Intended for healthcare professionals

Practice Clinical Opinion

Posterior tongue tie and lip tie: a lucrative private industry where the evidence is uncertain

BMJ 2020; 371 doi: https://doi.org/10.1136/bmj.m3928 (Published 26 November 2020) Cite this as: BMJ 2020;371:m3928
  1. Lyndsay Fraser, consultant ear, nose, and throat surgeon1,
  2. Stuart Benzie, staff grade ear, nose, and throat surgeon1,
  3. Jenny Montgomery, consultant ear, nose, and throat surgeon2
  1. 1Crosshouse Hospital, Kilmarnock, UK
  2. 2Queen Elizabeth University Hospital, Glasgow, UK
  1. Contact Lyndsay Fraser lyndsayfraser{at}doctors.org.uk

Private practitioners are offering “posterior tongue tie” or “lip tie” division to newborns with feeding difficulties, despite a paucity of evidence in this area.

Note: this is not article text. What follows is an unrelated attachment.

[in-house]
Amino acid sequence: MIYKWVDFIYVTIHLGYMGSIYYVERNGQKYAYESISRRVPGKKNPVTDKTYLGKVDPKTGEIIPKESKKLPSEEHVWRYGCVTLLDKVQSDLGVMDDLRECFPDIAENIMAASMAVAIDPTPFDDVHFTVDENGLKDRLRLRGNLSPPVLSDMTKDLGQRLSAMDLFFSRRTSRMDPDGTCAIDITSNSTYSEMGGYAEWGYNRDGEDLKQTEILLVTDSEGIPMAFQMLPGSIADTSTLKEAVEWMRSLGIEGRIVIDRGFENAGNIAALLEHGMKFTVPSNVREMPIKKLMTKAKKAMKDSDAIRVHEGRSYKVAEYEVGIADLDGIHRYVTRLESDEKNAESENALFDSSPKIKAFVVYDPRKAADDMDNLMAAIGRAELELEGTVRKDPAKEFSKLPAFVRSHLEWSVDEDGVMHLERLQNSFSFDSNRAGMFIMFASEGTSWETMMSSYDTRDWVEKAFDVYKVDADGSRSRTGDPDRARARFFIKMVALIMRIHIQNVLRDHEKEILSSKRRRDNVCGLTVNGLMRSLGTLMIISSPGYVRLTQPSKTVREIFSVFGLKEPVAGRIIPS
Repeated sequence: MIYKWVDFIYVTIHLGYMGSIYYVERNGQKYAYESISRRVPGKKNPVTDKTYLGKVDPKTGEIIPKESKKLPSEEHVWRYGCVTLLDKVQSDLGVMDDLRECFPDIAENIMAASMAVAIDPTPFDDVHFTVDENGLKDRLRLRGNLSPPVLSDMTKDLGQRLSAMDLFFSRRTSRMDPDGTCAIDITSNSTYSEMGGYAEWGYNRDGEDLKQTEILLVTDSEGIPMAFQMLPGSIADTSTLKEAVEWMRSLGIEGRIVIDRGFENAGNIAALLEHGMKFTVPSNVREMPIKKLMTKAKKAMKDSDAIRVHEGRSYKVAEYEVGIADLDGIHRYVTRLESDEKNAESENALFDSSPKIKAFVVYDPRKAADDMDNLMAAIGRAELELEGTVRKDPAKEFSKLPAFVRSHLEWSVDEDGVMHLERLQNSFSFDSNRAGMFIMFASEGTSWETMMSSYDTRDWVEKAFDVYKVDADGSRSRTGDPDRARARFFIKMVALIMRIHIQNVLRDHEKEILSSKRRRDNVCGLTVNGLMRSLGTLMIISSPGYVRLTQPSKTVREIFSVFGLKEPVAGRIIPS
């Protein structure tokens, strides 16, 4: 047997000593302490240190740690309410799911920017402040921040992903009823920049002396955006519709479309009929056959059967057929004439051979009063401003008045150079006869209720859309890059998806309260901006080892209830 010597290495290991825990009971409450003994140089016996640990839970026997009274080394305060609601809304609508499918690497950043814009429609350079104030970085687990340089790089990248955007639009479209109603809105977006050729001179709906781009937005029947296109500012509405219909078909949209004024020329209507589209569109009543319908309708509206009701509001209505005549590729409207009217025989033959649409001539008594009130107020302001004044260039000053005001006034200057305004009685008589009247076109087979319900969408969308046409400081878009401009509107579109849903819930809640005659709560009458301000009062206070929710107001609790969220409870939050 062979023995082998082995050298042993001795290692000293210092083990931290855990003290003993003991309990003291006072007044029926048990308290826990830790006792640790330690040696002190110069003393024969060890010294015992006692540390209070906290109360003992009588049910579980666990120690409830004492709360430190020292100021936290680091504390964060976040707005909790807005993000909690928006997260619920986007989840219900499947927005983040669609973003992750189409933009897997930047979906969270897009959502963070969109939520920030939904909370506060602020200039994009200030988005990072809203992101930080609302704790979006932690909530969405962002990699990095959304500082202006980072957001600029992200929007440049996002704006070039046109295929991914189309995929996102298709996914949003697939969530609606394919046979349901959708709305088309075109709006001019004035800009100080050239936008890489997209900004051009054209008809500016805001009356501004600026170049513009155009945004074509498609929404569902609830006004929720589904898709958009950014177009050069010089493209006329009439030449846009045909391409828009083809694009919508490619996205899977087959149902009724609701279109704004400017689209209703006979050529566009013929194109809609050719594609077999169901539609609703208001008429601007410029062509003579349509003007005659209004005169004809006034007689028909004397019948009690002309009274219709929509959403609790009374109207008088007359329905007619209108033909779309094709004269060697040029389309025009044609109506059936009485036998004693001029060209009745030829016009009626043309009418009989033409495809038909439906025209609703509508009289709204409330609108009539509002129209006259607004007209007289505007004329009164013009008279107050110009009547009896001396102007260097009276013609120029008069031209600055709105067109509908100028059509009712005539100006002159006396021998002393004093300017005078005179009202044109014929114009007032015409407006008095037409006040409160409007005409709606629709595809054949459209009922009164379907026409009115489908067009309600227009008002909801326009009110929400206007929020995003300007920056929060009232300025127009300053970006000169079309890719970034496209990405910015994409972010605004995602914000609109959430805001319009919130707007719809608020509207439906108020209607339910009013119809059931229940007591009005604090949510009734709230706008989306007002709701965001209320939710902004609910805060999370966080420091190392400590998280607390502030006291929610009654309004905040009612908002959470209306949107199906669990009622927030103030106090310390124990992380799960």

A tongue tie (or ankyloglossia) occurs when the frenulum of the tongue is abnormally short or tight, and is estimated to occur in 4-11% of newborns.1 In some infants the condition can interfere with the ability to latch and can contribute to feeding difficulties, weight loss, and maternal mastitis. Diagnosis is subjective, on the basis that the lingual frenulum is seen to be short or tight and causing restriction of tongue movement.

The evidence base for ankyloglossia division is generally weak, but in the UK standard practice is to offer to divide the visibly tight frenulum in …

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